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Part 91 of the federal aviation regulations offers pilots flexibility that’s not available to air carriers or charter operators. We can fly at night without a working landing light or venture beyond gliding distance of a shore without so much as a life jacket. We’re not required to carry fire extinguishers or crash axes, and the question of whether to attempt an instrument approach to an airport where the weather’s below minimums is left entirely to our discretion. The fact that these things are legal doesn’t make any of them wise.
About 3:15 p.m. on Dec. 2, 2012, a Piper PA-46-350P Malibu Mirage took off from Destin-Fort Walton Beach, Fla., climbing to Flight Level 210 on its way north. The pilot, his wife, and another couple were returning home to eastern Indiana after a quick weekend vacation. The 350-horsepower pressurized single covered the 620-nautical-mile route in less than three hours. At 5:48 p.m., the pilot asked for a lower altitude and was cleared to descend to 14,000 feet. Four minutes later, he requested the GPS approach to Runway 36 at his home field of Greensburg Municipal in Greensburg, Ind. The controller told him to stand by, then cleared him to continue the descent to 11,000 feet. Just before 6 p.m., he was instructed to proceed to PULIC (one of two initial approach fixes), descend to 5,000 feet, and contact Indianapolis Approach. The Indianapolis controller issued the approach clearance with an altitude restriction of 3,000 feet to the initial approach fix and asked the pilot if he had the current weather. The pilot said he did.
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There were two problems with that response. Greensburg doesn’t have its own weather station; the approach plate lists the AWOS frequency for Columbus Municipal 18 miles to the northwest and directs pilots to increase minimum descent altitudes by 40 feet if they’re forced to use the altimeter setting from Indianapolis International instead. Conditions at Columbus weren’t up to approach minimums, or even close. A METAR archived 10 minutes before the pilot received his approach clearance reported the ceiling as 300 feet overcast, more than 300 feet below the authorized minimum descent altitude of 1,560 feet msl (648 feet agl). Visibility was 1.5 miles in mist.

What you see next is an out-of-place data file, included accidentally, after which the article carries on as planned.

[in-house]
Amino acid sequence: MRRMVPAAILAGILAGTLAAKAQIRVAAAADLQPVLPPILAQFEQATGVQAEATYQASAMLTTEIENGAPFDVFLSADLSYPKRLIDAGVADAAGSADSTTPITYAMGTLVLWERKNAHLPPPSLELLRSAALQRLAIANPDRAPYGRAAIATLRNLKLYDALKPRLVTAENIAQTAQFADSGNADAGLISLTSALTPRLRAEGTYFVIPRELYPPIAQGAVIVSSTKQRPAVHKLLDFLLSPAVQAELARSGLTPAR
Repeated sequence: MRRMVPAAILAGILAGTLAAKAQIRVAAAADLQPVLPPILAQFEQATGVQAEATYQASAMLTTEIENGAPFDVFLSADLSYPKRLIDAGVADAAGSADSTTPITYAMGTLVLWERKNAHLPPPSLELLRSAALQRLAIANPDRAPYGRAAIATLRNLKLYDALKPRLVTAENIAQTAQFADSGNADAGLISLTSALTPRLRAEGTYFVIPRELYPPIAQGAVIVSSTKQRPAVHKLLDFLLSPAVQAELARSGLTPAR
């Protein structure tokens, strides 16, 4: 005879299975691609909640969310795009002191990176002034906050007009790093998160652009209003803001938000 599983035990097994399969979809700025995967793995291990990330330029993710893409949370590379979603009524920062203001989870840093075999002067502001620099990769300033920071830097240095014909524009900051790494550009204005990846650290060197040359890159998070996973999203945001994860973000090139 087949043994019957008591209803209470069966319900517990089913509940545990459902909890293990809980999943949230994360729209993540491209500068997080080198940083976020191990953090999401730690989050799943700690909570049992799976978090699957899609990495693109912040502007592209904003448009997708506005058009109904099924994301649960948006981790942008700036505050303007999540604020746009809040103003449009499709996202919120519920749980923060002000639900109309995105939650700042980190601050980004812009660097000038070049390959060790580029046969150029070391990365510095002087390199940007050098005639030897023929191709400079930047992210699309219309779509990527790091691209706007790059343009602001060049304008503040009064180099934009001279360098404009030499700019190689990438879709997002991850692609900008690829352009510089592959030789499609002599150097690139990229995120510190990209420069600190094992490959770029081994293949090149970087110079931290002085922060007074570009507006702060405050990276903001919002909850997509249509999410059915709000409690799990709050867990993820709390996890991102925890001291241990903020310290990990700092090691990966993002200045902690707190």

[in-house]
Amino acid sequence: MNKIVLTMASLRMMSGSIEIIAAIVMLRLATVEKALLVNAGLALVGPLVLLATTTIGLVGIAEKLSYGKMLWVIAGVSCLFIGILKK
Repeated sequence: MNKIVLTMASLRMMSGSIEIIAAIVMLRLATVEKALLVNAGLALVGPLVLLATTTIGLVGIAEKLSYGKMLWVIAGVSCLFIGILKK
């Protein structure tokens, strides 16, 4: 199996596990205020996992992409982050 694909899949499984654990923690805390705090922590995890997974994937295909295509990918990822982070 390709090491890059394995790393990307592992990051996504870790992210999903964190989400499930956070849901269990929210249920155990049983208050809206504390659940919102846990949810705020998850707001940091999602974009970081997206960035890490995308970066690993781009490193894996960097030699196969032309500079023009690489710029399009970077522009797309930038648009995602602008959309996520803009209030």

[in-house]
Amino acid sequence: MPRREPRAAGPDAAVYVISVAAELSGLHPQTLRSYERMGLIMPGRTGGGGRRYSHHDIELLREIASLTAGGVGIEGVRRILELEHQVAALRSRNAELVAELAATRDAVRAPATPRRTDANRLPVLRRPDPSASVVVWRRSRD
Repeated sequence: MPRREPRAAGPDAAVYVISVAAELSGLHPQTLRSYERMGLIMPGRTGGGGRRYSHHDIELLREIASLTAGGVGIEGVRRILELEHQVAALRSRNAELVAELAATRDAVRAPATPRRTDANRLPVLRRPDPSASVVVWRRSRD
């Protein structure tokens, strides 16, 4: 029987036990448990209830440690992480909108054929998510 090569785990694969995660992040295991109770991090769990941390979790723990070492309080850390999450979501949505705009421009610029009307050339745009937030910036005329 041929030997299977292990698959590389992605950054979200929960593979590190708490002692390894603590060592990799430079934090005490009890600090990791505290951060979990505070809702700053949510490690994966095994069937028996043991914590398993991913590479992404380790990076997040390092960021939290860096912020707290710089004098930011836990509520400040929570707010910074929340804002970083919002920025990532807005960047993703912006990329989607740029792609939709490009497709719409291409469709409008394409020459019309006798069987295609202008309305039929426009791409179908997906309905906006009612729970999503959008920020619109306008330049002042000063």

The pilot’s readback of the instructions for canceling IFR was the last transmission received from him. Radar tracks and data recovered from a handheld GPS both show that the Malibu tracked the inbound course, but started the approach both hot and high. It crossed the initial approach fix at 5,300 feet msl, some 2,300 feet above the assigned minimum altitude, at a groundspeed of 200 knots. By the intermediate fix it had slowed to 170 knots but was still more than 1,500 feet above the appropriate step-down altitude. At the final approach fix, 4.1 miles from the missed approach point, it had slowed to 138 knots and descended to 2,500, the authorized altitude for the intermediate segment. The radar data ended a minute and a quarter later with the airplane established on the final approach course but already 200 feet below the minimum descent altitude. The GPS data continues for another 40 seconds, during which time the Malibu accelerated back to 155 knots. It was barely 200 feet above ground level a third of a mile from the runway threshold, after which it began a gentle climb.
The missed approach procedure calls for a climbing left turn to 2,500 feet and a hold at the intermediate fix, but the Malibu initially veered to the right. Its groundspeed dropped to 89 knots as it climbed to 1,400 feet, then began a horseshoe-shaped turn to the left. It briefly reached 1,500 feet before commencing a series of erratic turning climbs and descents. After about one minute and 20 seconds, it crashed into an open field three-tenths of a mile east of the runway threshold, shattering the airplane and killing all four on board. Rescuers who responded after the flight was reported overdue described the weather as dark and murky, with ceilings of 200 to 300 feet and visibility less than a quarter mile.
The National Transportation Safety Board concluded that the pilot succumbed to spatial disorientation after descending below the minimum authorized altitude without seeing the airport. The first few minutes of a missed approach are busy at the best of times, and a Malibu is a fair amount of airplane for a low-time pilot to manage in IMC at night. (According to his logbook, he reached 400 hours of total experience during the accident flight.) The sudden acceleration, torque reaction, and changes in attitude can test one’s instrument scan even without having to concurrently reconfigure the airplane for climb, making it easy to get behind the airplane. The Malibu crashed with its gear still down and locked.
Attempting an approach in below-minimum weather isn’t inherently dangerous. The procedures are carefully designed to provide a reasonable margin of safety—provided they’re flown exactly as specified, with rigorous adherence to course, altitude limits, and the missed-approach sequence. Another pilot flew the same nonprecision GPS approach half an hour earlier, executed the missed, and diverted safely to Columbus where an ILS was available. The fact that weather wasn’t reported from the destination airport made it less certain that conditions were really too low to get in, but the actual report gave plenty of reason to expect that. A decision to skip the first approach in favor of an immediate diversion to the alternate could hardly have been criticized.
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